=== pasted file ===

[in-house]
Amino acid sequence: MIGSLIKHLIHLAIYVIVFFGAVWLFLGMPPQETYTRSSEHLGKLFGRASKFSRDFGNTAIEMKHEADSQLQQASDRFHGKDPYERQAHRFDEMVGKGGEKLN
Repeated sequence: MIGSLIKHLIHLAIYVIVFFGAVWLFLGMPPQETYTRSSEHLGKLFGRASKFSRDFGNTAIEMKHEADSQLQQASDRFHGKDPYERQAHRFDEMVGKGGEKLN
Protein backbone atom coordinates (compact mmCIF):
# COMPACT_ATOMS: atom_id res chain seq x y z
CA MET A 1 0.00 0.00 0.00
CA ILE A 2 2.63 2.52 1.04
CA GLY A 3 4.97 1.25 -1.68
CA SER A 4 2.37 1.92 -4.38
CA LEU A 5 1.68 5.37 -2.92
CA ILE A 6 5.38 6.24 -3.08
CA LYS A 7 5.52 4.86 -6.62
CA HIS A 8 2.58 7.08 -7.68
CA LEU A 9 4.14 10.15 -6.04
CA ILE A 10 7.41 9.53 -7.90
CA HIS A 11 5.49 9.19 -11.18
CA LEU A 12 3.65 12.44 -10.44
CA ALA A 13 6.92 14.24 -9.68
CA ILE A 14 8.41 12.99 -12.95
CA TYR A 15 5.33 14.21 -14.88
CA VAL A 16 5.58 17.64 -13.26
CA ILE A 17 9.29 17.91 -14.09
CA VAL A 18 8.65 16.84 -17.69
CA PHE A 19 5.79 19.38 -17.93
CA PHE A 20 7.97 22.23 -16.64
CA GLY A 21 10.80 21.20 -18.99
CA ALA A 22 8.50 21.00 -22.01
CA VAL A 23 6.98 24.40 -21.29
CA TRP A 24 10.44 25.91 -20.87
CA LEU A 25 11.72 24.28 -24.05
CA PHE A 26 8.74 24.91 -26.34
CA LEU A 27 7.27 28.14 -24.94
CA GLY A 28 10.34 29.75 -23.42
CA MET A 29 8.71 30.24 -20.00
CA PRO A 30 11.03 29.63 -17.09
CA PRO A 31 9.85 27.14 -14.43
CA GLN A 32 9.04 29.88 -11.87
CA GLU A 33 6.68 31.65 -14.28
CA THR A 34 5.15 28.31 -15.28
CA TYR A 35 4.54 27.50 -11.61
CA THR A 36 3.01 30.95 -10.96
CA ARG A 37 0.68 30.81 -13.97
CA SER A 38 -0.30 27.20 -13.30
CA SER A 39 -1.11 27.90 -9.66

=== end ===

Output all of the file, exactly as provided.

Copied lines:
[in-house]
Amino acid sequence: MIGSLIKHLIHLAIYVIVFFGAVWLFLGMPPQETYTRSSEHLGKLFGRASKFSRDFGNTAIEMKHEADSQLQQASDRFHGKDPYERQAHRFDEMVGKGGEKLN
Repeated sequence: MIGSLIKHLIHLAIYVIVFFGAVWLFLGMPPQETYTRSSEHLGKLFGRASKFSRDFGNTAIEMKHEADSQLQQASDRFHGKDPYERQAHRFDEMVGKGGEKLN
Protein backbone atom coordinates (compact mmCIF):
# COMPACT_ATOMS: atom_id res chain seq x y z
CA MET A 1 0.00 0.00 0.00
CA ILE A 2 2.63 2.52 1.04
CA GLY A 3 4.97 1.25 -1.68
CA SER A 4 2.37 1.92 -4.38
CA LEU A 5 1.68 5.37 -2.92
CA ILE A 6 5.38 6.24 -3.08
CA LYS A 7 5.52 4.86 -6.62
CA HIS A 8 2.58 7.08 -7.68
CA LEU A 9 4.14 10.15 -6.04
CA ILE A 10 7.41 9.53 -7.90
CA HIS A 11 5.49 9.19 -11.18
CA LEU A 12 3.65 12.44 -10.44
CA ALA A 13 6.92 14.24 -9.68
CA ILE A 14 8.41 12.99 -12.95
CA TYR A 15 5.33 14.21 -14.88
CA VAL A 16 5.58 17.64 -13.26
CA ILE A 17 9.29 17.91 -14.09
CA VAL A 18 8.65 16.84 -17.69
CA PHE A 19 5.79 19.38 -17.93
CA PHE A 20 7.97 22.23 -16.64
CA GLY A 21 10.80 21.20 -18.99
CA ALA A 22 8.50 21.00 -22.01
CA VAL A 23 6.98 24.40 -21.29
CA TRP A 24 10.44 25.91 -20.87
CA LEU A 25 11.72 24.28 -24.05
CA PHE A 26 8.74 24.91 -26.34
CA LEU A 27 7.27 28.14 -24.94
CA GLY A 28 10.34 29.75 -23.42
CA MET A 29 8.71 30.24 -20.00
CA PRO A 30 11.03 29.63 -17.09
CA PRO A 31 9.85 27.14 -14.43
CA GLN A 32 9.04 29.88 -11.87
CA GLU A 33 6.68 31.65 -14.28
CA THR A 34 5.15 28.31 -15.28
CA TYR A 35 4.54 27.50 -11.61
CA THR A 36 3.01 30.95 -10.96
CA ARG A 37 0.68 30.81 -13.97
CA SER A 38 -0.30 27.20 -13.30
CA SER A 39 -1.11 27.90 -9.66